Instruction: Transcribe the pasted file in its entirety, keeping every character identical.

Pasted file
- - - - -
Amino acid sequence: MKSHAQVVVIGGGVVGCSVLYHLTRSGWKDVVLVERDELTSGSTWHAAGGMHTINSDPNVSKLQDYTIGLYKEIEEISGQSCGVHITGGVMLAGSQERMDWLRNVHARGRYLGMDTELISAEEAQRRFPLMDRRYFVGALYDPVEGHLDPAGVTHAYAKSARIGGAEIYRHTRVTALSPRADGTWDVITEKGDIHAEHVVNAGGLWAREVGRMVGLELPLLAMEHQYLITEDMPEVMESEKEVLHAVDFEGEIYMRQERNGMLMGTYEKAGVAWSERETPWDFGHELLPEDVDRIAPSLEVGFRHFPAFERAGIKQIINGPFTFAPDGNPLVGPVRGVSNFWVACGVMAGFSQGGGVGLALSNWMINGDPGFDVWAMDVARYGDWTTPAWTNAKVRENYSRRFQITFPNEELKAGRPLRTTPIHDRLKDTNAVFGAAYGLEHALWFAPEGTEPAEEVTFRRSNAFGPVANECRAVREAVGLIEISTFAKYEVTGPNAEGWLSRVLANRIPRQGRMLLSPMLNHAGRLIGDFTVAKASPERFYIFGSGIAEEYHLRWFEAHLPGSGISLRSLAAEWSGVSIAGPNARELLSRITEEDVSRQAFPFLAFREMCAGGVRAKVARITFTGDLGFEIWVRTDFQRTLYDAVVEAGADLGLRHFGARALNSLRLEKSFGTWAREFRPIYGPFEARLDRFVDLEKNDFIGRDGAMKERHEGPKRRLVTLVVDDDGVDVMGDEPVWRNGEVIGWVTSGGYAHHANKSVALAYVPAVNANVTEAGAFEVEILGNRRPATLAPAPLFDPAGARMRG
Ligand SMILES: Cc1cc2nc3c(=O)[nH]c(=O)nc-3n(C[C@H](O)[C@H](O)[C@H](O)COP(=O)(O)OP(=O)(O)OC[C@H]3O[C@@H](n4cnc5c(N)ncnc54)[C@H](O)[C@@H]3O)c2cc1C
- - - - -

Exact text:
Amino acid sequence: MKSHAQVVVIGGGVVGCSVLYHLTRSGWKDVVLVERDELTSGSTWHAAGGMHTINSDPNVSKLQDYTIGLYKEIEEISGQSCGVHITGGVMLAGSQERMDWLRNVHARGRYLGMDTELISAEEAQRRFPLMDRRYFVGALYDPVEGHLDPAGVTHAYAKSARIGGAEIYRHTRVTALSPRADGTWDVITEKGDIHAEHVVNAGGLWAREVGRMVGLELPLLAMEHQYLITEDMPEVMESEKEVLHAVDFEGEIYMRQERNGMLMGTYEKAGVAWSERETPWDFGHELLPEDVDRIAPSLEVGFRHFPAFERAGIKQIINGPFTFAPDGNPLVGPVRGVSNFWVACGVMAGFSQGGGVGLALSNWMINGDPGFDVWAMDVARYGDWTTPAWTNAKVRENYSRRFQITFPNEELKAGRPLRTTPIHDRLKDTNAVFGAAYGLEHALWFAPEGTEPAEEVTFRRSNAFGPVANECRAVREAVGLIEISTFAKYEVTGPNAEGWLSRVLANRIPRQGRMLLSPMLNHAGRLIGDFTVAKASPERFYIFGSGIAEEYHLRWFEAHLPGSGISLRSLAAEWSGVSIAGPNARELLSRITEEDVSRQAFPFLAFREMCAGGVRAKVARITFTGDLGFEIWVRTDFQRTLYDAVVEAGADLGLRHFGARALNSLRLEKSFGTWAREFRPIYGPFEARLDRFVDLEKNDFIGRDGAMKERHEGPKRRLVTLVVDDDGVDVMGDEPVWRNGEVIGWVTSGGYAHHANKSVALAYVPAVNANVTEAGAFEVEILGNRRPATLAPAPLFDPAGARMRG
Ligand SMILES: Cc1cc2nc3c(=O)[nH]c(=O)nc-3n(C[C@H](O)[C@H](O)[C@H](O)COP(=O)(O)OP(=O)(O)OC[C@H]3O[C@@H](n4cnc5c(N)ncnc54)[C@H](O)[C@@H]3O)c2cc1C